Chet Baker

Best of Chet Baker [Riverside]

  • AllMusic Rating
  • User Ratings (0)
  • Your Rating

AllMusic Review by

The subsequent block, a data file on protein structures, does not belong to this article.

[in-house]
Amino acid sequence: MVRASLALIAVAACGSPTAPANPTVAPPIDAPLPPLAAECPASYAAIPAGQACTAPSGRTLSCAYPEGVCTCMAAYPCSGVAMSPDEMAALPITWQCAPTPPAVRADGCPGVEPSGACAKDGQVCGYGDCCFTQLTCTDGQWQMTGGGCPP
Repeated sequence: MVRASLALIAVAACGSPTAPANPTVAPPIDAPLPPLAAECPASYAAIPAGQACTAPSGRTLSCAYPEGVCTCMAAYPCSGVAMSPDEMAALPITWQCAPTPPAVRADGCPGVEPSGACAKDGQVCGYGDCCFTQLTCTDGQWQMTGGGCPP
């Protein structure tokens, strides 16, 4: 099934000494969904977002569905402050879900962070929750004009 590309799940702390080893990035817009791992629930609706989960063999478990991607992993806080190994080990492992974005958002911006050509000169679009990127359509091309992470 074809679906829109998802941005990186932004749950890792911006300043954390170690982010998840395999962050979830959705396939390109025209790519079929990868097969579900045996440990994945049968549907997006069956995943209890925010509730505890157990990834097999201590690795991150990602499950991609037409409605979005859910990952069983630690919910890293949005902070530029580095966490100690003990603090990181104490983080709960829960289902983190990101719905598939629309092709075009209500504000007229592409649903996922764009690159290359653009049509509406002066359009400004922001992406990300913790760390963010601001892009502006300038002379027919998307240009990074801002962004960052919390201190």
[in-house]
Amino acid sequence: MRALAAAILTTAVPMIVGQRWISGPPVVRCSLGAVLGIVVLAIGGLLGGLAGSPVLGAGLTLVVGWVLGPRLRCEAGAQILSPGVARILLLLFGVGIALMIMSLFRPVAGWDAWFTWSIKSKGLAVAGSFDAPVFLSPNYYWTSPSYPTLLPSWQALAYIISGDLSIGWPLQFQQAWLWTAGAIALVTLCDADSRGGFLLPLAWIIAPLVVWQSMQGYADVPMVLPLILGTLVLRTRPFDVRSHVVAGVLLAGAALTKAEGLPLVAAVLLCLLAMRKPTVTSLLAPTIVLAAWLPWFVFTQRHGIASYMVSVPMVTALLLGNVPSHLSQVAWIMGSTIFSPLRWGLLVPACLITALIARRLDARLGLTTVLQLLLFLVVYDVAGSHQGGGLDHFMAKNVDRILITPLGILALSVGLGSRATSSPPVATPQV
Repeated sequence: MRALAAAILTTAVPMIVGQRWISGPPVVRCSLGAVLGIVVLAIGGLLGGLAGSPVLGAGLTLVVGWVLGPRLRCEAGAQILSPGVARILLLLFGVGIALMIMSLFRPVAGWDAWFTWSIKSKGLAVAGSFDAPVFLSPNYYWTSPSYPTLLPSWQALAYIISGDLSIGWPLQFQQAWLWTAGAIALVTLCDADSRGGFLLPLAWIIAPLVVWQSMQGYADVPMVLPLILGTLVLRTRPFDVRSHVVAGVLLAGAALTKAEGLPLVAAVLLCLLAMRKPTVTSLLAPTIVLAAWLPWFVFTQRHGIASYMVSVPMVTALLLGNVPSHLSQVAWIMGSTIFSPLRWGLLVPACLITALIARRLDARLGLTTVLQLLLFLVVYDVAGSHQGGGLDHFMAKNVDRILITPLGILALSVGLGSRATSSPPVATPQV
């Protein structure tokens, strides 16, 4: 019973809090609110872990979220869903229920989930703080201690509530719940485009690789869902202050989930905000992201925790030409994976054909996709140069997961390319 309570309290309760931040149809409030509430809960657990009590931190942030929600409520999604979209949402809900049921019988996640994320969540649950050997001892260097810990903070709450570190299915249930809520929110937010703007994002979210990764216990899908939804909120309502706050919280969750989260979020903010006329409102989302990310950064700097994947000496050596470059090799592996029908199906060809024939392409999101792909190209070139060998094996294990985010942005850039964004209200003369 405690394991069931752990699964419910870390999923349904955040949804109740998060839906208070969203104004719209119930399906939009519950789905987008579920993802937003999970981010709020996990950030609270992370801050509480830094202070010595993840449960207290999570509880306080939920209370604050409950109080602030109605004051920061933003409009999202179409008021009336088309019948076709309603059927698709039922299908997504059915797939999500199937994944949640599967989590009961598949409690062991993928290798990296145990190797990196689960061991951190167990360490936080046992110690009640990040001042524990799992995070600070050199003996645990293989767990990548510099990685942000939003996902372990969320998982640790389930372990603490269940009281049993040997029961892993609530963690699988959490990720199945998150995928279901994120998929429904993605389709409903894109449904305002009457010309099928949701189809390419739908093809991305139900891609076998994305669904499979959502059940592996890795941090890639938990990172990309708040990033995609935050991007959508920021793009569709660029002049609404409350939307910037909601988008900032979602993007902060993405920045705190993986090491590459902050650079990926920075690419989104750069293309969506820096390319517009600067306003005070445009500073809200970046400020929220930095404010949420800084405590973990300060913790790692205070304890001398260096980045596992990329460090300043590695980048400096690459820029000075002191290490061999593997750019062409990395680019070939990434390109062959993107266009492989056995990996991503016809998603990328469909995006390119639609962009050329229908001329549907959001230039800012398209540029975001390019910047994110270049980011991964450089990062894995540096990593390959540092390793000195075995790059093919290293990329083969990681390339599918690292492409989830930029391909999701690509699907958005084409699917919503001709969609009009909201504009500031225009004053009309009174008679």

Chet Baker was both much more and less than his "Golden Boy of West Coast Cool Jazz" title implicated. A fabulous trumpeter able to play swift bebop, sweet seductive ballads, and sing in a unique fashion, his musical ability was all substance and stylistically valid. Unfortunately acute addiction to drugs sent Baker on a steady downward spiral throughout his blues strewn, weary life. This collection of 15 tracks for the Riverside label from 1952 to 1959 is chronologically ordered and parsed in sections, featuring similar bands for a handful of cuts at a time by producer/compiler/liner notes author Orrin Keepnews. This concept of flow and progression gives the listener a good idea of what a young Baker was all about during this decade, ranging from work with Gerry Mulligan, the Kenny Drew trio, three vocal selections, work with Johnny Griffin, Al Haig, Bill Evans, larger groups with Pepper Adams, Herbie Mann, and Zoot Sims, and a fine small band with Kenny Burrell. Though far from comprehensive, this collection represents excellence and variety. A maudlin "My Funny Valentine" would be a song Baker would vocalize on prolifically, but here it's an instrumental live at the Black Hawk with Mulligan and featuring the underrated bassist Carson Smith. A studio take of "Moonlight in Vermont" with the same quartet sports a wonderful counter melody from the baritone sax legend. Three cuts with Baker singing alongside Drew's trio point to a strained vocal on "The More I See You," displays a neat calypso-to-swing take of "Old Devil Moon," and finishes with the doting novelty tune "Do It the Right Way." Baker and Griffin with Al Haig, Paul Chambers, and Philly Joe Jones prove a most dynamic quintet on Benny Golson's precious hard bopper "Fair Weather" as well as a classic version of the Miles Davis cool bopper "Solar," with modal Latin add-ons. Bill Evans in 1958 was newly established with the Davis ensemble, but is here with Adams and Mann in late on the ballad "If You Could See Me Now," while Zoot Sims joins for the serene "I Talk to the Trees." Sims and Evans support the band under Baker's lead on the easy cool of "Thank Heaven for Little Girls." The two features for Burrell sans a pianist show the fully languid and introspective partnership he and Baker briefly shared on "It Never Entered My Mind" and "September Song." While full titles such as Chet Baker in New York, New Blue Horns, and Chet are desirable full-length albums to seek, this is a good primer in discovering the roots and budding branches of a jazz legend.